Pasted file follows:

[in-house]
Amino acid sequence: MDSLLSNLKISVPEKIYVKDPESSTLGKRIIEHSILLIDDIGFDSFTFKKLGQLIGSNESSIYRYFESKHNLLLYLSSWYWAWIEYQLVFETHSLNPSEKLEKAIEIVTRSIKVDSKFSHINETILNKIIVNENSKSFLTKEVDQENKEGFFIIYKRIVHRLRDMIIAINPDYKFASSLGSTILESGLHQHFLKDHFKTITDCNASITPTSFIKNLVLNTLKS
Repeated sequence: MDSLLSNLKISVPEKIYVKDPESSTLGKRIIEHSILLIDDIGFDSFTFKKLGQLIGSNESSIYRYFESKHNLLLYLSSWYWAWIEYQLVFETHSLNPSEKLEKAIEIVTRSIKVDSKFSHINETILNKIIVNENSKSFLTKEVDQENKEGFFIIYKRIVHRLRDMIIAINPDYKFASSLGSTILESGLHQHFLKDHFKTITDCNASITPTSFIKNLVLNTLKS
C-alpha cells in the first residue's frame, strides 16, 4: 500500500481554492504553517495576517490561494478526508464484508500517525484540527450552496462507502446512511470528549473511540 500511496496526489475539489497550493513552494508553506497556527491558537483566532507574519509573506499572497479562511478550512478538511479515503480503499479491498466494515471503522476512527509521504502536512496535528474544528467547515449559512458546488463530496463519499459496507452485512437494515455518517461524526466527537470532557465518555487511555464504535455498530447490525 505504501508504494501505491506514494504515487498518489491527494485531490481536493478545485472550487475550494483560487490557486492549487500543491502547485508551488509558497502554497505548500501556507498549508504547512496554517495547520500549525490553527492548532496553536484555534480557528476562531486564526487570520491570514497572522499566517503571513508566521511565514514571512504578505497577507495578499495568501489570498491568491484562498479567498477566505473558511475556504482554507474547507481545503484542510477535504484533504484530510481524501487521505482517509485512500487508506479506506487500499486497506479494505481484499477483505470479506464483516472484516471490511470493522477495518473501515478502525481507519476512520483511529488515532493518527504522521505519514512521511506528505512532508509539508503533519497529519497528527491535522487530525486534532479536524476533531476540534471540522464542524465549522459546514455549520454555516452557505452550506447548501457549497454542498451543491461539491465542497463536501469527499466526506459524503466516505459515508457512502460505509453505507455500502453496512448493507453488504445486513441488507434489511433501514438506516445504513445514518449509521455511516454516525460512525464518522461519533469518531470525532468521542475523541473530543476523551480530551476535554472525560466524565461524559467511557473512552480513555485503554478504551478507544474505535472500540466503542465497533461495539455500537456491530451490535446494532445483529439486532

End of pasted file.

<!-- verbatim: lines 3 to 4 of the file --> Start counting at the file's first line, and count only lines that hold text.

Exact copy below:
Repeated sequence: MDSLLSNLKISVPEKIYVKDPESSTLGKRIIEHSILLIDDIGFDSFTFKKLGQLIGSNESSIYRYFESKHNLLLYLSSWYWAWIEYQLVFETHSLNPSEKLEKAIEIVTRSIKVDSKFSHINETILNKIIVNENSKSFLTKEVDQENKEGFFIIYKRIVHRLRDMIIAINPDYKFASSLGSTILESGLHQHFLKDHFKTITDCNASITPTSFIKNLVLNTLKS
C-alpha cells in the first residue's frame, strides 16, 4: 500500500481554492504553517495576517490561494478526508464484508500517525484540527450552496462507502446512511470528549473511540 500511496496526489475539489497550493513552494508553506497556527491558537483566532507574519509573506499572497479562511478550512478538511479515503480503499479491498466494515471503522476512527509521504502536512496535528474544528467547515449559512458546488463530496463519499459496507452485512437494515455518517461524526466527537470532557465518555487511555464504535455498530447490525 505504501508504494501505491506514494504515487498518489491527494485531490481536493478545485472550487475550494483560487490557486492549487500543491502547485508551488509558497502554497505548500501556507498549508504547512496554517495547520500549525490553527492548532496553536484555534480557528476562531486564526487570520491570514497572522499566517503571513508566521511565514514571512504578505497577507495578499495568501489570498491568491484562498479567498477566505473558511475556504482554507474547507481545503484542510477535504484533504484530510481524501487521505482517509485512500487508506479506506487500499486497506479494505481484499477483505470479506464483516472484516471490511470493522477495518473501515478502525481507519476512520483511529488515532493518527504522521505519514512521511506528505512532508509539508503533519497529519497528527491535522487530525486534532479536524476533531476540534471540522464542524465549522459546514455549520454555516452557505452550506447548501457549497454542498451543491461539491465542497463536501469527499466526506459524503466516505459515508457512502460505509453505507455500502453496512448493507453488504445486513441488507434489511433501514438506516445504513445514518449509521455511516454516525460512525464518522461519533469518531470525532468521542475523541473530543476523551480530551476535554472525560466524565461524559467511557473512552480513555485503554478504551478507544474505535472500540466503542465497533461495539455500537456491530451490535446494532445483529439486532